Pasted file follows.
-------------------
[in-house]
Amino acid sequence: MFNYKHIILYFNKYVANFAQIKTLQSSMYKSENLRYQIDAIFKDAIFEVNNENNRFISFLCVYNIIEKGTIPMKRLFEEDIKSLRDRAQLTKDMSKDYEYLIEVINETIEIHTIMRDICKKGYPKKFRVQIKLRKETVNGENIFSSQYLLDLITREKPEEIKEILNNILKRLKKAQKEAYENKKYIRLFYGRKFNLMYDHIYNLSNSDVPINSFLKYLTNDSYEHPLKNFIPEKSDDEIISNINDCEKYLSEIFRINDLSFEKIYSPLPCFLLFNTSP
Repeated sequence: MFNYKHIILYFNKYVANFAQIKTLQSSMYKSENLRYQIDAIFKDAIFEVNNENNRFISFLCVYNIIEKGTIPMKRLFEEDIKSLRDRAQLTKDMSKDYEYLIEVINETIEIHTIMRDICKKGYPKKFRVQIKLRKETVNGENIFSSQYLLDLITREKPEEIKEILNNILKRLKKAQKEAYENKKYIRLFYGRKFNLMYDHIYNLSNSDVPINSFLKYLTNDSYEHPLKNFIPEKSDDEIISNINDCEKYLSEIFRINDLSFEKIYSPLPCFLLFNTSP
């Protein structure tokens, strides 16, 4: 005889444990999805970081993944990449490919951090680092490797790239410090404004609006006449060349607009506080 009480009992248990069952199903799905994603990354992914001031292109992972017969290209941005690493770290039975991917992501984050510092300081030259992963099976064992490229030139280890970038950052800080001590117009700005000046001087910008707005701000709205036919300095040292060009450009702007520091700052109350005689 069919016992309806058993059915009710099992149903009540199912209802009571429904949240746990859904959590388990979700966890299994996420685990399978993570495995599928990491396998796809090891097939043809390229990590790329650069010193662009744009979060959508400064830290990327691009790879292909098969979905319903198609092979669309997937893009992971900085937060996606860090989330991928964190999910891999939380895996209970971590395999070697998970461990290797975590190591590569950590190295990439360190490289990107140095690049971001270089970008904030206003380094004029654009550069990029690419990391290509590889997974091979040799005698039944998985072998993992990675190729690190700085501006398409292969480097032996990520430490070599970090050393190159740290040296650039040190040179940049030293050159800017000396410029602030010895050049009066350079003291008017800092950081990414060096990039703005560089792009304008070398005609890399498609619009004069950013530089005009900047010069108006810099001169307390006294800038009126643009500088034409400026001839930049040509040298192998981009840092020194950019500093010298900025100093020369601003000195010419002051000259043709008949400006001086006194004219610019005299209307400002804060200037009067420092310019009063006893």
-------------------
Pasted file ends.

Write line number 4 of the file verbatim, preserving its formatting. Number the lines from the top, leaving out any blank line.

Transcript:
């Protein structure tokens, strides 16, 4: 005889444990999805970081993944990449490919951090680092490797790239410090404004609006006449060349607009506080 009480009992248990069952199903799905994603990354992914001031292109992972017969290209941005690493770290039975991917992501984050510092300081030259992963099976064992490229030139280890970038950052800080001590117009700005000046001087910008707005701000709205036919300095040292060009450009702007520091700052109350005689 069919016992309806058993059915009710099992149903009540199912209802009571429904949240746990859904959590388990979700966890299994996420685990399978993570495995599928990491396998796809090891097939043809390229990590790329650069010193662009744009979060959508400064830290990327691009790879292909098969979905319903198609092979669309997937893009992971900085937060996606860090989330991928964190999910891999939380895996209970971590395999070697998970461990290797975590190591590569950590190295990439360190490289990107140095690049971001270089970008904030206003380094004029654009550069990029690419990391290509590889997974091979040799005698039944998985072998993992990675190729690190700085501006398409292969480097032996990520430490070599970090050393190159740290040296650039040190040179940049030293050159800017000396410029602030010895050049009066350079003291008017800092950081990414060096990039703005560089792009304008070398005609890399498609619009004069950013530089005009900047010069108006810099001169307390006294800038009126643009500088034409400026001839930049040509040298192998981009840092020194950019500093010298900025100093020369601003000195010419002051000259043709008949400006001086006194004219610019005299209307400002804060200037009067420092310019009063006893």